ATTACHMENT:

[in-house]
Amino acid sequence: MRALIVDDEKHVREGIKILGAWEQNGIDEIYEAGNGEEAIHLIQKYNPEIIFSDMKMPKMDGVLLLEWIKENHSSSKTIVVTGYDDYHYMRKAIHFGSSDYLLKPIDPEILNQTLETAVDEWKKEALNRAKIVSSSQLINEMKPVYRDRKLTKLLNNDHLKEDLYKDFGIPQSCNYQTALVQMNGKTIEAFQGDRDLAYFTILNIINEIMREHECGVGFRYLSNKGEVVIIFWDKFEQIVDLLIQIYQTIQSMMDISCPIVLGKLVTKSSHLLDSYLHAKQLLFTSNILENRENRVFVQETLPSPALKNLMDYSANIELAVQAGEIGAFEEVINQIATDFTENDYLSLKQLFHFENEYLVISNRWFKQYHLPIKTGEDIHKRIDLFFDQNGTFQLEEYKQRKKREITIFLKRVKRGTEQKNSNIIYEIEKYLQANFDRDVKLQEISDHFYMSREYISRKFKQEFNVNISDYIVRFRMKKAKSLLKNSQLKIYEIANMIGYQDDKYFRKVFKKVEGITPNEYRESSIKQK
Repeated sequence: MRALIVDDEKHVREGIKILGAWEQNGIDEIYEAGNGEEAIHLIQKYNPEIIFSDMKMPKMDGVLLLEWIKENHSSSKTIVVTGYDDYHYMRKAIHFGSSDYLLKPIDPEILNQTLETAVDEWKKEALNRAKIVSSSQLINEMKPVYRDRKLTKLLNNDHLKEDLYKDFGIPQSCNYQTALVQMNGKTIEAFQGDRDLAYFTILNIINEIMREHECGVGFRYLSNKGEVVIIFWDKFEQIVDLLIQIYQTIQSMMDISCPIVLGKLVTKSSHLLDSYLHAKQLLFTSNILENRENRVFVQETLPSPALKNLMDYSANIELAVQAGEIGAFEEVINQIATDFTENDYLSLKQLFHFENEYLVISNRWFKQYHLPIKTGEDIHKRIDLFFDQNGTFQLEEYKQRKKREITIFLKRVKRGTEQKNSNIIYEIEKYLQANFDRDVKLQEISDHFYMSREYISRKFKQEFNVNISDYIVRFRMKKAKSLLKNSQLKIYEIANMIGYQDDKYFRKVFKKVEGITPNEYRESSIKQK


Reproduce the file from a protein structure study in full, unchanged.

[in-house]
Amino acid sequence: MRALIVDDEKHVREGIKILGAWEQNGIDEIYEAGNGEEAIHLIQKYNPEIIFSDMKMPKMDGVLLLEWIKENHSSSKTIVVTGYDDYHYMRKAIHFGSSDYLLKPIDPEILNQTLETAVDEWKKEALNRAKIVSSSQLINEMKPVYRDRKLTKLLNNDHLKEDLYKDFGIPQSCNYQTALVQMNGKTIEAFQGDRDLAYFTILNIINEIMREHECGVGFRYLSNKGEVVIIFWDKFEQIVDLLIQIYQTIQSMMDISCPIVLGKLVTKSSHLLDSYLHAKQLLFTSNILENRENRVFVQETLPSPALKNLMDYSANIELAVQAGEIGAFEEVINQIATDFTENDYLSLKQLFHFENEYLVISNRWFKQYHLPIKTGEDIHKRIDLFFDQNGTFQLEEYKQRKKREITIFLKRVKRGTEQKNSNIIYEIEKYLQANFDRDVKLQEISDHFYMSREYISRKFKQEFNVNISDYIVRFRMKKAKSLLKNSQLKIYEIANMIGYQDDKYFRKVFKKVEGITPNEYRESSIKQK
Repeated sequence: MRALIVDDEKHVREGIKILGAWEQNGIDEIYEAGNGEEAIHLIQKYNPEIIFSDMKMPKMDGVLLLEWIKENHSSSKTIVVTGYDDYHYMRKAIHFGSSDYLLKPIDPEILNQTLETAVDEWKKEALNRAKIVSSSQLINEMKPVYRDRKLTKLLNNDHLKEDLYKDFGIPQSCNYQTALVQMNGKTIEAFQGDRDLAYFTILNIINEIMREHECGVGFRYLSNKGEVVIIFWDKFEQIVDLLIQIYQTIQSMMDISCPIVLGKLVTKSSHLLDSYLHAKQLLFTSNILENRENRVFVQETLPSPALKNLMDYSANIELAVQAGEIGAFEEVINQIATDFTENDYLSLKQLFHFENEYLVISNRWFKQYHLPIKTGEDIHKRIDLFFDQNGTFQLEEYKQRKKREITIFLKRVKRGTEQKNSNIIYEIEKYLQANFDRDVKLQEISDHFYMSREYISRKFKQEFNVNISDYIVRFRMKKAKSLLKNSQLKIYEIANMIGYQDDKYFRKVFKKVEGITPNEYRESSIKQK